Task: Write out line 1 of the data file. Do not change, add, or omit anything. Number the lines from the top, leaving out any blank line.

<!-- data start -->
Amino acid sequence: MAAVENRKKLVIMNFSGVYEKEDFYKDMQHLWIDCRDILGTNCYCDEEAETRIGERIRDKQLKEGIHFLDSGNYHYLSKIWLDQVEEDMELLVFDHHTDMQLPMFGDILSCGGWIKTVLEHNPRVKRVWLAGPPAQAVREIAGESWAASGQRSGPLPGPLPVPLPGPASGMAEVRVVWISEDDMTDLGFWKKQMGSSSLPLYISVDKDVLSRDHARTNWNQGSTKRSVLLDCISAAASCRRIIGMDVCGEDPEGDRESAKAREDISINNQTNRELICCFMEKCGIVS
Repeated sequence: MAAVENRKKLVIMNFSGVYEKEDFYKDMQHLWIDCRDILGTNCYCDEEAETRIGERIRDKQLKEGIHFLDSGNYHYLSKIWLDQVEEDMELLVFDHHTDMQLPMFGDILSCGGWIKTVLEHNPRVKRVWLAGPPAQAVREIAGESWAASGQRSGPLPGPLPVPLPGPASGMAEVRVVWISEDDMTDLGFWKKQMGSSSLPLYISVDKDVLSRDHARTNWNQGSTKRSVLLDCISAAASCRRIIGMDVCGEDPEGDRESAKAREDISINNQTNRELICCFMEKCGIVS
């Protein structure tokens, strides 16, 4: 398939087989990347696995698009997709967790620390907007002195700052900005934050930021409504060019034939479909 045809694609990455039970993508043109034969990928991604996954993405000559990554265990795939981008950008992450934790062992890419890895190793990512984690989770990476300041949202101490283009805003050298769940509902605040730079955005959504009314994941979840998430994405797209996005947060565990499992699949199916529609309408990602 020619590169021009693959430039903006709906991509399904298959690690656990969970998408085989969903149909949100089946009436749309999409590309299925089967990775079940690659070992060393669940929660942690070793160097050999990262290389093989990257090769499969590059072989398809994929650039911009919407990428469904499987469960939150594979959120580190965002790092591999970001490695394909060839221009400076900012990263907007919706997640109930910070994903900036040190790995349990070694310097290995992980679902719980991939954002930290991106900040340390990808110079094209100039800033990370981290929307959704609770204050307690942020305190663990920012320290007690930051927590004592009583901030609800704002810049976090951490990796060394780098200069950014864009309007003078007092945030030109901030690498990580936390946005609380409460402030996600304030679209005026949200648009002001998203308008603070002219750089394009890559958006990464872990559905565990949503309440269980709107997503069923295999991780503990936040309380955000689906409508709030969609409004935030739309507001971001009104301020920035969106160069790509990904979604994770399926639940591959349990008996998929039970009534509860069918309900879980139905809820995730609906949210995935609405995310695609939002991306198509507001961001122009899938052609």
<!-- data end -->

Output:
Amino acid sequence: MAAVENRKKLVIMNFSGVYEKEDFYKDMQHLWIDCRDILGTNCYCDEEAETRIGERIRDKQLKEGIHFLDSGNYHYLSKIWLDQVEEDMELLVFDHHTDMQLPMFGDILSCGGWIKTVLEHNPRVKRVWLAGPPAQAVREIAGESWAASGQRSGPLPGPLPVPLPGPASGMAEVRVVWISEDDMTDLGFWKKQMGSSSLPLYISVDKDVLSRDHARTNWNQGSTKRSVLLDCISAAASCRRIIGMDVCGEDPEGDRESAKAREDISINNQTNRELICCFMEKCGIVS